UKVI Front End Services Under Scrutiny
An Inspection of UK Visa and Immigration Front End Services (August 2020 – June 2021) was published on 25 November 2021 by David Neal, the Independent Chief Inspector of Borders and Immigration. The Inspection was presented to Parliament pursuant to Section 50(2) of the Borders Act 2007. All Inspection Reports are available to access: here.
Purpose of the UK Visas & Immigration Inspection
The purpose is set out as follows:
“In the ICIBI Inspection Plan 2020-21, the Chief Inspector indicated an intention to carry out an inspection of UK Visa and Immigration (UKVI) Front End Services (FES), to examine the efficiency, effectiveness and consistency of FES delivered by UKVI and through its commercial partners (CPs), particularly its streamlined and digitised UK Visa and Citizenship Application Service (UKVCAS) in-country and Visa Application Centres (VACs) overseas. This inspection focused on:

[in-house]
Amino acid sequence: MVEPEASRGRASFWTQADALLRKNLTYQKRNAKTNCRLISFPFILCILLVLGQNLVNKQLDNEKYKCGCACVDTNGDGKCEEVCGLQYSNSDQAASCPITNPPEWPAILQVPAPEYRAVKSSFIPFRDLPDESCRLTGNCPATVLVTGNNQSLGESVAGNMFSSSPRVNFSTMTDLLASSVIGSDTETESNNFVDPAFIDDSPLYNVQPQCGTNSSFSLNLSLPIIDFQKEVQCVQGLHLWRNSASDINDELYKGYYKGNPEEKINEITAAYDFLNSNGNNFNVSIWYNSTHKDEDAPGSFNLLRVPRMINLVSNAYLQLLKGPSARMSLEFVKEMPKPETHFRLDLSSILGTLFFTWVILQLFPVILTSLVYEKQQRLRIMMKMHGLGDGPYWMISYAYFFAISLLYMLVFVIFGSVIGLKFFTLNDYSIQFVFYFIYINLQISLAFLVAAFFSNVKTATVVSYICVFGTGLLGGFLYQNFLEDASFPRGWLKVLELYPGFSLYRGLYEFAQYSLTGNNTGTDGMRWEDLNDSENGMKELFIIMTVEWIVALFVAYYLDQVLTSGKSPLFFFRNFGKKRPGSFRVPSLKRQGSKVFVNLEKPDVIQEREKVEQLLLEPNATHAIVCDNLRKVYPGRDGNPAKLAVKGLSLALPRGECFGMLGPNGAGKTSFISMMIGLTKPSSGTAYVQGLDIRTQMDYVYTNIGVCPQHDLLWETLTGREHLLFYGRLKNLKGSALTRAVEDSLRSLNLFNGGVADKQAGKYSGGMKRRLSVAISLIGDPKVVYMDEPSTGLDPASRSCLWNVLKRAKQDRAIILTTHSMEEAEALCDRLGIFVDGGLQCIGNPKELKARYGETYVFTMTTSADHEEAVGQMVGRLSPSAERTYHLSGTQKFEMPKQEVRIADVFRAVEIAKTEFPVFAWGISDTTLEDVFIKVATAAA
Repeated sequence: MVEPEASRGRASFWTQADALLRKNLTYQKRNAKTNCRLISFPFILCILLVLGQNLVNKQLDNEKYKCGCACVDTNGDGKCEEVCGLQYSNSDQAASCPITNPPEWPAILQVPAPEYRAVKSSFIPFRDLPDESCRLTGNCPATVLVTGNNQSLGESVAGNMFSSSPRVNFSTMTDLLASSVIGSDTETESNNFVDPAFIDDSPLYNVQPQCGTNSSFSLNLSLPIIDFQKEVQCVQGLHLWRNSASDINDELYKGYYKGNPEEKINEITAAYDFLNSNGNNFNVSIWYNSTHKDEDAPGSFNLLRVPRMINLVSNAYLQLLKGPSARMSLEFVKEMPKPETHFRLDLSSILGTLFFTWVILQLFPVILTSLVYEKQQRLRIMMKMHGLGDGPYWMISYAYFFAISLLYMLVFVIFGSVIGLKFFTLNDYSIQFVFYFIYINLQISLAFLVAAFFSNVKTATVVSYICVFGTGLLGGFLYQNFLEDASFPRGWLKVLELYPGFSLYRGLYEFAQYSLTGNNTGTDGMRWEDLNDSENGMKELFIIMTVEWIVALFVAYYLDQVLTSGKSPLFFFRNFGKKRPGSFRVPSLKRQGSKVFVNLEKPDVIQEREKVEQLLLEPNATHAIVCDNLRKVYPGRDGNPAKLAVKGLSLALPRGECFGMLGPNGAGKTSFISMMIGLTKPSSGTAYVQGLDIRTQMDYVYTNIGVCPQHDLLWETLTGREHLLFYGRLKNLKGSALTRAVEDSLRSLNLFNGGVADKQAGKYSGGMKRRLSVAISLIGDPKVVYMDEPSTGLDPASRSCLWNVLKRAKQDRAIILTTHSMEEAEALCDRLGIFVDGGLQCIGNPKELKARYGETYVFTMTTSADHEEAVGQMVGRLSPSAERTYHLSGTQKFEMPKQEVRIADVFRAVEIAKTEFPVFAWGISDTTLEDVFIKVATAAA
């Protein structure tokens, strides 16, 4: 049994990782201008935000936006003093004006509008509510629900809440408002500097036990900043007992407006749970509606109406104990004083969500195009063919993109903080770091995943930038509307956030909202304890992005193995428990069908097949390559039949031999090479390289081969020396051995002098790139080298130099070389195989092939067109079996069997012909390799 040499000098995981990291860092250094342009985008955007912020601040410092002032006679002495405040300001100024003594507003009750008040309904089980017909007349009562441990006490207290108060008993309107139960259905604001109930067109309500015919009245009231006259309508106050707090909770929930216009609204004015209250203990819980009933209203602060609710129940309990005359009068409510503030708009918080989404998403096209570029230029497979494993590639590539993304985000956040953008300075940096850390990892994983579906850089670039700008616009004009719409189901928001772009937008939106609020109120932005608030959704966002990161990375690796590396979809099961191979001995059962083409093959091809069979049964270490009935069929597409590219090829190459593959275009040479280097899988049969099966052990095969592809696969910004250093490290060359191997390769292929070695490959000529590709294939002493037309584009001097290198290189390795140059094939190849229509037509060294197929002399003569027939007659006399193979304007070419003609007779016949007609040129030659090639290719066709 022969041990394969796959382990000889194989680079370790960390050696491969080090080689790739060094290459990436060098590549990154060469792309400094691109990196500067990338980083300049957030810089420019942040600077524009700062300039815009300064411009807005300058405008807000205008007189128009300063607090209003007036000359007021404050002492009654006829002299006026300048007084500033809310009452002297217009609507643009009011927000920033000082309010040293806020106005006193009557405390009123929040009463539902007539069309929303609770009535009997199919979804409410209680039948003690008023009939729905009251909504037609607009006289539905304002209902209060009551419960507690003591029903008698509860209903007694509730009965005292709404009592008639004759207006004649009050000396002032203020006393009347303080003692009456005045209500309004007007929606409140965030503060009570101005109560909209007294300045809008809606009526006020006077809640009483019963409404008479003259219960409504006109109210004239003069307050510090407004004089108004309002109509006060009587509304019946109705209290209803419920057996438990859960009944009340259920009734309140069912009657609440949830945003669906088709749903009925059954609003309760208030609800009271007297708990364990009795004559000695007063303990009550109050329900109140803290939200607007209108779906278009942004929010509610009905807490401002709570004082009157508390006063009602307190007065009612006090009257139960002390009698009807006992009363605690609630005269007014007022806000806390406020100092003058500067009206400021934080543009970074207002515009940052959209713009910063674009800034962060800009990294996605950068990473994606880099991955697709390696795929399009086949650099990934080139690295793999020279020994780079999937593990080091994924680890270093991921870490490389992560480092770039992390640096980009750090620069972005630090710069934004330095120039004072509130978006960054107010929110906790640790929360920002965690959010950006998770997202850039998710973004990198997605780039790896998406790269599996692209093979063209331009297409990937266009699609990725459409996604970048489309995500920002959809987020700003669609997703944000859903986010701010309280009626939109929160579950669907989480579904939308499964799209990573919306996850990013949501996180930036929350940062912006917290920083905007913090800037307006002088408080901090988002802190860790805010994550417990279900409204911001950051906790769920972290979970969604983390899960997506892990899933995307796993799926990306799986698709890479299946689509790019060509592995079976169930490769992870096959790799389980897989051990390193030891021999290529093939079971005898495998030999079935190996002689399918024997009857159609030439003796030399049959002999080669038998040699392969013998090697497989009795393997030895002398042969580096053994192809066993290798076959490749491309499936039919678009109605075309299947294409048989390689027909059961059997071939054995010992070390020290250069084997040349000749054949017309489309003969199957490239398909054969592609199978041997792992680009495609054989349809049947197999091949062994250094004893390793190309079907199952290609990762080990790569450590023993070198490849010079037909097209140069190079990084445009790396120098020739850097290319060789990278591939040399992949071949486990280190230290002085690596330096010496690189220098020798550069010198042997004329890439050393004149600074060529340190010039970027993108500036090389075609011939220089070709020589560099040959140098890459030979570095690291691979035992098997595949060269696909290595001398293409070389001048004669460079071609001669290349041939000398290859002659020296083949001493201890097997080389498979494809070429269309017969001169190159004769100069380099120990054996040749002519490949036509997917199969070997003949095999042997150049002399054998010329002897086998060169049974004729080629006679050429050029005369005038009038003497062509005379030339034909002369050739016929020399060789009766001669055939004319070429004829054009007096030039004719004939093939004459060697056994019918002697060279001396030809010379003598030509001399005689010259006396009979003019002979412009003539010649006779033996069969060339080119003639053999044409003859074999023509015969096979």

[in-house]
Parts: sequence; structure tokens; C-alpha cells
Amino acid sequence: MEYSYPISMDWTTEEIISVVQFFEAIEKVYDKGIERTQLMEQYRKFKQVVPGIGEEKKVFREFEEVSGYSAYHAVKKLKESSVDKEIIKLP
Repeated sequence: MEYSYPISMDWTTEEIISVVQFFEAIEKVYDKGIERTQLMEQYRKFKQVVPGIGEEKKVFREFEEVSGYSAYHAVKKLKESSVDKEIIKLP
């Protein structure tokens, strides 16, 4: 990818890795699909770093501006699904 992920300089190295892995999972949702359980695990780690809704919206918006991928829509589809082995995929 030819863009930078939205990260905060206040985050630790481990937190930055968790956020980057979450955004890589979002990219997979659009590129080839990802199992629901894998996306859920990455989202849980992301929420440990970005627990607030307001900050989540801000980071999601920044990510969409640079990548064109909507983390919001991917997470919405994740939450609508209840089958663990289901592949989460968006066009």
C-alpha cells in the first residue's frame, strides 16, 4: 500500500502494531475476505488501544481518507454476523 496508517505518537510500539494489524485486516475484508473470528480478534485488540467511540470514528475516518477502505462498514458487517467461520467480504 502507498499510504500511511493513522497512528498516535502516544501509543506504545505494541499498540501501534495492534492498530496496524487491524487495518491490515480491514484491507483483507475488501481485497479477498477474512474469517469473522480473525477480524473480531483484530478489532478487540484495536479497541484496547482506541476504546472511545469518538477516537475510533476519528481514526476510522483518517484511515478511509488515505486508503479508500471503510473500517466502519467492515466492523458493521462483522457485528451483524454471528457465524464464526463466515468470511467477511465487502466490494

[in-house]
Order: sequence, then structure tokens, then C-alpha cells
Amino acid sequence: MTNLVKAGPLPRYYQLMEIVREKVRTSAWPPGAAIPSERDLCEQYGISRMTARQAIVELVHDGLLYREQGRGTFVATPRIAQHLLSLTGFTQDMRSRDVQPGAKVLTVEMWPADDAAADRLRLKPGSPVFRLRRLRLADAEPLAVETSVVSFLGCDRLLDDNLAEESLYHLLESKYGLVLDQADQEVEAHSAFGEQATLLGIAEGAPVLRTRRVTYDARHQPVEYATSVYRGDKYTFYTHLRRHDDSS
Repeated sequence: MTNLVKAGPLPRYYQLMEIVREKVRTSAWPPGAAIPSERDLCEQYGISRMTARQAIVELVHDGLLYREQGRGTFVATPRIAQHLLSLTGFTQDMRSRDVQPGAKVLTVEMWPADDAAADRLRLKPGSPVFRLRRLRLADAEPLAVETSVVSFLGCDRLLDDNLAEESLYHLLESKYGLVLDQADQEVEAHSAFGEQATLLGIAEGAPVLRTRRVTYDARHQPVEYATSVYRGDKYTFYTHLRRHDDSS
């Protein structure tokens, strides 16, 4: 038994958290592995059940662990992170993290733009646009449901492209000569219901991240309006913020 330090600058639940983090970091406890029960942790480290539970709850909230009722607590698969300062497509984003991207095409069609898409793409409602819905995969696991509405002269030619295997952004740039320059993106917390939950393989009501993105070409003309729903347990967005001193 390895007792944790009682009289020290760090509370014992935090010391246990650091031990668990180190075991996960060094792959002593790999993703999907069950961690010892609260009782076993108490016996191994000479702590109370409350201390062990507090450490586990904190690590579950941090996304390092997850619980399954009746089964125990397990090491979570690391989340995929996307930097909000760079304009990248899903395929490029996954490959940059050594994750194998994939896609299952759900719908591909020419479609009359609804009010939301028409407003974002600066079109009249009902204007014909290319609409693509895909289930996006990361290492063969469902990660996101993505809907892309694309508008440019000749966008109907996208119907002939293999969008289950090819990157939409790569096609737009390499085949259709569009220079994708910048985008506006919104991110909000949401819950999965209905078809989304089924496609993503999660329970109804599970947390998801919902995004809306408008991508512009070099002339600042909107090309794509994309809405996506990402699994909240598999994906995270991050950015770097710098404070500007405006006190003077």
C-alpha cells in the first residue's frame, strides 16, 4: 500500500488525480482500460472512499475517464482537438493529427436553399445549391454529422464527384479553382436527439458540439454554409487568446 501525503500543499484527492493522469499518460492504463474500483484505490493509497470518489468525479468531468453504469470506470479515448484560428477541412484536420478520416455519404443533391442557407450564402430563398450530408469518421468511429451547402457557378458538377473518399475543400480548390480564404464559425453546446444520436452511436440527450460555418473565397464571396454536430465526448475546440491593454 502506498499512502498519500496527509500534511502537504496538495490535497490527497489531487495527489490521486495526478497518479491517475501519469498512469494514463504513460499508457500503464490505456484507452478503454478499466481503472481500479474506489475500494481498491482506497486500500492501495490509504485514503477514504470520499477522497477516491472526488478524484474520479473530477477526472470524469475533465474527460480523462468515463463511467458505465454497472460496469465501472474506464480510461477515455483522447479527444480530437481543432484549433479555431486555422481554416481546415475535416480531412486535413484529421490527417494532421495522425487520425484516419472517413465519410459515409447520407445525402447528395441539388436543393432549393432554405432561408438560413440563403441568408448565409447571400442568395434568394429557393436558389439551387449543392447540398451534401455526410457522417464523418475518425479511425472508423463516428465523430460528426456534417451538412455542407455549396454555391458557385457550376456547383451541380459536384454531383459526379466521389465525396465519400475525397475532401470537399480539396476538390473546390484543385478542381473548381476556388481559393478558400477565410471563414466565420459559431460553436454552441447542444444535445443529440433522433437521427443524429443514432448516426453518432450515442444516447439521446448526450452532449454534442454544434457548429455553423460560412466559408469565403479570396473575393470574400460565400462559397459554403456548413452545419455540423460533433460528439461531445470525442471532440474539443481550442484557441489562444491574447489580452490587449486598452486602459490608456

- guidance, instructions and assistance provided by the Home Office and CPs to assist individuals making applications
- the availability of free appointments
- the ‘customer experience’ when engaging with application and booking processes, support services, and when attending appointments at a UK or overseas application centre, including ‘Added Value Services’ (AVS)
- resourcing and training for staff within the Home Office and CPs
- quality assurance, mechanisms for feedback and the handling of customer complaints
- the consideration of vulnerable customers when designing and delivering FES in the UK and overseas
- continuous improvement, including progress in implementing recommendations from previous ICIBI inspection reports”.
As practitioners we have seen many changes in the process of submitting an application whether in or out of the country and changes to the Front End Services including the appointment process and Added Value Services.
Availability of Free Appointments